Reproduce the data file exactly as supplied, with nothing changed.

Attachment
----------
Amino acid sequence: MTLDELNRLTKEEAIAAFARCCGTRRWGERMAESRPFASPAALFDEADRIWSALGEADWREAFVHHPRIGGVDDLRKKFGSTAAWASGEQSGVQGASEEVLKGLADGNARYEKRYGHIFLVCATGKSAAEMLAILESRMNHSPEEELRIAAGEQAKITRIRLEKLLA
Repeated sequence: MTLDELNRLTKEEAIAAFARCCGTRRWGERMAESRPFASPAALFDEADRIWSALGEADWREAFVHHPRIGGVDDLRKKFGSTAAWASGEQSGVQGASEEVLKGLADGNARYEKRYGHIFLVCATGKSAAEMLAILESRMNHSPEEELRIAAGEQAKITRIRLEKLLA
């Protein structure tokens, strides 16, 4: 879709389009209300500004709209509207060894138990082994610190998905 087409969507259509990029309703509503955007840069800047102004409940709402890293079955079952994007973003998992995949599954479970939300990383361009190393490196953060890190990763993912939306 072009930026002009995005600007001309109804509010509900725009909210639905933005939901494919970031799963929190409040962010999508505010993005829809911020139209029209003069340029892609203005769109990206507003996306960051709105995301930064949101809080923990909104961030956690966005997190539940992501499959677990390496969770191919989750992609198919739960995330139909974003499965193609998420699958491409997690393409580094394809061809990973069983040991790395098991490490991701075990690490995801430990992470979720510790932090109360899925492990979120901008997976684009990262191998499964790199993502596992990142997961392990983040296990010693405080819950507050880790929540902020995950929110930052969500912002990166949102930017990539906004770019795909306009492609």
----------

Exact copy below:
Amino acid sequence: MTLDELNRLTKEEAIAAFARCCGTRRWGERMAESRPFASPAALFDEADRIWSALGEADWREAFVHHPRIGGVDDLRKKFGSTAAWASGEQSGVQGASEEVLKGLADGNARYEKRYGHIFLVCATGKSAAEMLAILESRMNHSPEEELRIAAGEQAKITRIRLEKLLA
Repeated sequence: MTLDELNRLTKEEAIAAFARCCGTRRWGERMAESRPFASPAALFDEADRIWSALGEADWREAFVHHPRIGGVDDLRKKFGSTAAWASGEQSGVQGASEEVLKGLADGNARYEKRYGHIFLVCATGKSAAEMLAILESRMNHSPEEELRIAAGEQAKITRIRLEKLLA
């Protein structure tokens, strides 16, 4: 879709389009209300500004709209509207060894138990082994610190998905 087409969507259509990029309703509503955007840069800047102004409940709402890293079955079952994007973003998992995949599954479970939300990383361009190393490196953060890190990763993912939306 072009930026002009995005600007001309109804509010509900725009909210639905933005939901494919970031799963929190409040962010999508505010993005829809911020139209029209003069340029892609203005769109990206507003996306960051709105995301930064949101809080923990909104961030956690966005997190539940992501499959677990390496969770191919989750992609198919739960995330139909974003499965193609998420699958491409997690393409580094394809061809990973069983040991790395098991490490991701075990690490995801430990992470979720510790932090109360899925492990979120901008997976684009990262191998499964790199993502596992990142997961392990983040296990010693405080819950507050880790929540902020995950929110930052969500912002990166949102930017990539906004770019795909306009492609």